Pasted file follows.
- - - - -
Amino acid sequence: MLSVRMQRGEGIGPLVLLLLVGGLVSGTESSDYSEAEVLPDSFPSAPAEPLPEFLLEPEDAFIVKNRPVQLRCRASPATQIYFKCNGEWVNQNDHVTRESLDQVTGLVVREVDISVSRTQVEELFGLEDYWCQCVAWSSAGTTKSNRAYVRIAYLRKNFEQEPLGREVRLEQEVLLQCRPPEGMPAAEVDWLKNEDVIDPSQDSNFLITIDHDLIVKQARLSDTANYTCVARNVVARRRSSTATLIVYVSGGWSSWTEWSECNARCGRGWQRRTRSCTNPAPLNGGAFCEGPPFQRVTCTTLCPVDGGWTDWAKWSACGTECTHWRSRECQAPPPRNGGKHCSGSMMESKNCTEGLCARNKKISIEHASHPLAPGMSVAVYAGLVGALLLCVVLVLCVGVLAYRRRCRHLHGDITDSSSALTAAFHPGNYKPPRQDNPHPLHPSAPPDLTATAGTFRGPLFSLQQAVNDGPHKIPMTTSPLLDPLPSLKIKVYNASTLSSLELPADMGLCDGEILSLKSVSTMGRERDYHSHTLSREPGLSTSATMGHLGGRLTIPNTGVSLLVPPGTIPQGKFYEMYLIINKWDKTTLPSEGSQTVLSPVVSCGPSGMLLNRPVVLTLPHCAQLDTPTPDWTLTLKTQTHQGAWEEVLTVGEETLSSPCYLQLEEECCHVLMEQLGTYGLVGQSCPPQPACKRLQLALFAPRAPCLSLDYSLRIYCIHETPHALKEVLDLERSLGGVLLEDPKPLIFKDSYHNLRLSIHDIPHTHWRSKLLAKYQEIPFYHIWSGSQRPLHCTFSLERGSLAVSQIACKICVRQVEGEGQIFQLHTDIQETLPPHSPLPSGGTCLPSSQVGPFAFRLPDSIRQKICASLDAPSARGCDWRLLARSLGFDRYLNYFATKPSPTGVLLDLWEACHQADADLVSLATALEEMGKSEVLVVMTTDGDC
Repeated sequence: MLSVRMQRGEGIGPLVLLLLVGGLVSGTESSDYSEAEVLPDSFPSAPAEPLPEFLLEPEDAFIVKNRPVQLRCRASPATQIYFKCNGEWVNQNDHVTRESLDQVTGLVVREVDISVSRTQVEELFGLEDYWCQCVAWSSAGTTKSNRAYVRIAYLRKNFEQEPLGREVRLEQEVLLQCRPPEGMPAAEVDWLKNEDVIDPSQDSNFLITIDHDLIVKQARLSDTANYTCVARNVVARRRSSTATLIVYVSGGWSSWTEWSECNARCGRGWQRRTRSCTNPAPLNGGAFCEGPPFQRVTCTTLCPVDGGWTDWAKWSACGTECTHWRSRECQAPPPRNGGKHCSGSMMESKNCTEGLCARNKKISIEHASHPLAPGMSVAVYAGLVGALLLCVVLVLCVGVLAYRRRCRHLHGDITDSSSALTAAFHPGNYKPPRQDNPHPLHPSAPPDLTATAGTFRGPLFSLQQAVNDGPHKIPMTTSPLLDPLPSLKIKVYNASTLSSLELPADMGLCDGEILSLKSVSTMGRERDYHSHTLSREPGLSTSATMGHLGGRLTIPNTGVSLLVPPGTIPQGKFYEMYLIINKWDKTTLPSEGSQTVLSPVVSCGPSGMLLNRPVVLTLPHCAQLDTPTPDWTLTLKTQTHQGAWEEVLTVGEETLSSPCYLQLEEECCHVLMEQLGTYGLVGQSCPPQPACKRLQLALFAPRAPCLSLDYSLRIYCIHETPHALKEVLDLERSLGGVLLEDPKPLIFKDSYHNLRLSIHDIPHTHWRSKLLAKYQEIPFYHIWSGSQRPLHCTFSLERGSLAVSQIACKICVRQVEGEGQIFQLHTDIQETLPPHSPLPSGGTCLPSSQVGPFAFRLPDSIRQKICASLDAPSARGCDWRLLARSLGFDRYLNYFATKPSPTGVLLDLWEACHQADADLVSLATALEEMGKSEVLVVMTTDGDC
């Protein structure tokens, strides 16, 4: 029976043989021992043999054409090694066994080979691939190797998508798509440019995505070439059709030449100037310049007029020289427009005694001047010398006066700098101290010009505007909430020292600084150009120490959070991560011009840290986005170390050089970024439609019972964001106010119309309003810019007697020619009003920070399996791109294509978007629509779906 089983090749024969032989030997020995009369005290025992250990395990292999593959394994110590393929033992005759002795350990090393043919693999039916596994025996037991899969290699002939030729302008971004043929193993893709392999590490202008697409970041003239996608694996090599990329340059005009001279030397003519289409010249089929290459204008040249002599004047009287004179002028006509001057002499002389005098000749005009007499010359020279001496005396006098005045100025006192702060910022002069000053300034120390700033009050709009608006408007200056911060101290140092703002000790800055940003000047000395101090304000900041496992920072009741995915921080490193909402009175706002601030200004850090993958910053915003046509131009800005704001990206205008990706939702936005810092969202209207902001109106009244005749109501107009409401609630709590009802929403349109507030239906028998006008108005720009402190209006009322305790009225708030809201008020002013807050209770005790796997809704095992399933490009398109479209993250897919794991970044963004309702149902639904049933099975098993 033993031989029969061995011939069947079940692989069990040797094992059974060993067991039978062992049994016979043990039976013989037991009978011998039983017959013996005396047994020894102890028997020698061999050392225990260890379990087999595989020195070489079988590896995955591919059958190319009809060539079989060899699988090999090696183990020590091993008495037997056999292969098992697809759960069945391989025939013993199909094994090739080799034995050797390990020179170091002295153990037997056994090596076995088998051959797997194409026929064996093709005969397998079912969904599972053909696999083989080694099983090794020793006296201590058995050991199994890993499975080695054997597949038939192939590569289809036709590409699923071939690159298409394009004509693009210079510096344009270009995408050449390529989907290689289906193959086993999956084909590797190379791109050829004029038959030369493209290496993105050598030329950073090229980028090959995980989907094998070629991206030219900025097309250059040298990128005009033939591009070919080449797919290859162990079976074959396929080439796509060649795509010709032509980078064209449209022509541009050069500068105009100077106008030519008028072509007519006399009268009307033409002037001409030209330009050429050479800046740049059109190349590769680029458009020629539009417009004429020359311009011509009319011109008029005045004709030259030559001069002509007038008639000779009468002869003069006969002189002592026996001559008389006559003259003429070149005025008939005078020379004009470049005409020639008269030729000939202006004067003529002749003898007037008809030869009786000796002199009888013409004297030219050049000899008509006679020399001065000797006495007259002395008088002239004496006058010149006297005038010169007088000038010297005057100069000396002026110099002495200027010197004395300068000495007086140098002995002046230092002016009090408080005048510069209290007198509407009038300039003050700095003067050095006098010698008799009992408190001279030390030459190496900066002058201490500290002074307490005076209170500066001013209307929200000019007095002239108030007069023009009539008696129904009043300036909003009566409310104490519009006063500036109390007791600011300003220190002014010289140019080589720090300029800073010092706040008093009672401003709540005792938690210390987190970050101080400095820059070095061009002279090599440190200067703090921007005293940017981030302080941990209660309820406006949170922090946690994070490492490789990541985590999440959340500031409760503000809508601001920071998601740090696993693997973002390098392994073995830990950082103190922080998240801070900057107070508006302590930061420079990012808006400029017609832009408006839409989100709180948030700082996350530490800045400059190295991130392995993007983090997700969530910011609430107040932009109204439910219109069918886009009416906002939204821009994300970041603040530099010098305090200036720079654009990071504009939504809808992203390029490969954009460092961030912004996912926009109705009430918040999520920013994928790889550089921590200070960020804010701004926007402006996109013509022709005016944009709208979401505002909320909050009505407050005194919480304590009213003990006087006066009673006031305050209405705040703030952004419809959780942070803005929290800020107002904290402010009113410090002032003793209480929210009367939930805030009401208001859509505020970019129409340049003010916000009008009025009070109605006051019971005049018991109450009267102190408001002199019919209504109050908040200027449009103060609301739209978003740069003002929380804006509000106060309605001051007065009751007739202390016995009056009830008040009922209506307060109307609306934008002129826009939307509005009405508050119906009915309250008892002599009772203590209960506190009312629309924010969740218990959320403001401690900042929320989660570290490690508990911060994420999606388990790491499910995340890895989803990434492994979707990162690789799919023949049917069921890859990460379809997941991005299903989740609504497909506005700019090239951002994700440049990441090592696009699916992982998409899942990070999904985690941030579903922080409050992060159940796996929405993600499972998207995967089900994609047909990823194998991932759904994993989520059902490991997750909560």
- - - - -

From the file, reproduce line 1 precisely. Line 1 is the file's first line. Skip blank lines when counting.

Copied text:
Amino acid sequence: MLSVRMQRGEGIGPLVLLLLVGGLVSGTESSDYSEAEVLPDSFPSAPAEPLPEFLLEPEDAFIVKNRPVQLRCRASPATQIYFKCNGEWVNQNDHVTRESLDQVTGLVVREVDISVSRTQVEELFGLEDYWCQCVAWSSAGTTKSNRAYVRIAYLRKNFEQEPLGREVRLEQEVLLQCRPPEGMPAAEVDWLKNEDVIDPSQDSNFLITIDHDLIVKQARLSDTANYTCVARNVVARRRSSTATLIVYVSGGWSSWTEWSECNARCGRGWQRRTRSCTNPAPLNGGAFCEGPPFQRVTCTTLCPVDGGWTDWAKWSACGTECTHWRSRECQAPPPRNGGKHCSGSMMESKNCTEGLCARNKKISIEHASHPLAPGMSVAVYAGLVGALLLCVVLVLCVGVLAYRRRCRHLHGDITDSSSALTAAFHPGNYKPPRQDNPHPLHPSAPPDLTATAGTFRGPLFSLQQAVNDGPHKIPMTTSPLLDPLPSLKIKVYNASTLSSLELPADMGLCDGEILSLKSVSTMGRERDYHSHTLSREPGLSTSATMGHLGGRLTIPNTGVSLLVPPGTIPQGKFYEMYLIINKWDKTTLPSEGSQTVLSPVVSCGPSGMLLNRPVVLTLPHCAQLDTPTPDWTLTLKTQTHQGAWEEVLTVGEETLSSPCYLQLEEECCHVLMEQLGTYGLVGQSCPPQPACKRLQLALFAPRAPCLSLDYSLRIYCIHETPHALKEVLDLERSLGGVLLEDPKPLIFKDSYHNLRLSIHDIPHTHWRSKLLAKYQEIPFYHIWSGSQRPLHCTFSLERGSLAVSQIACKICVRQVEGEGQIFQLHTDIQETLPPHSPLPSGGTCLPSSQVGPFAFRLPDSIRQKICASLDAPSARGCDWRLLARSLGFDRYLNYFATKPSPTGVLLDLWEACHQADADLVSLATALEEMGKSEVLVVMTTDGDC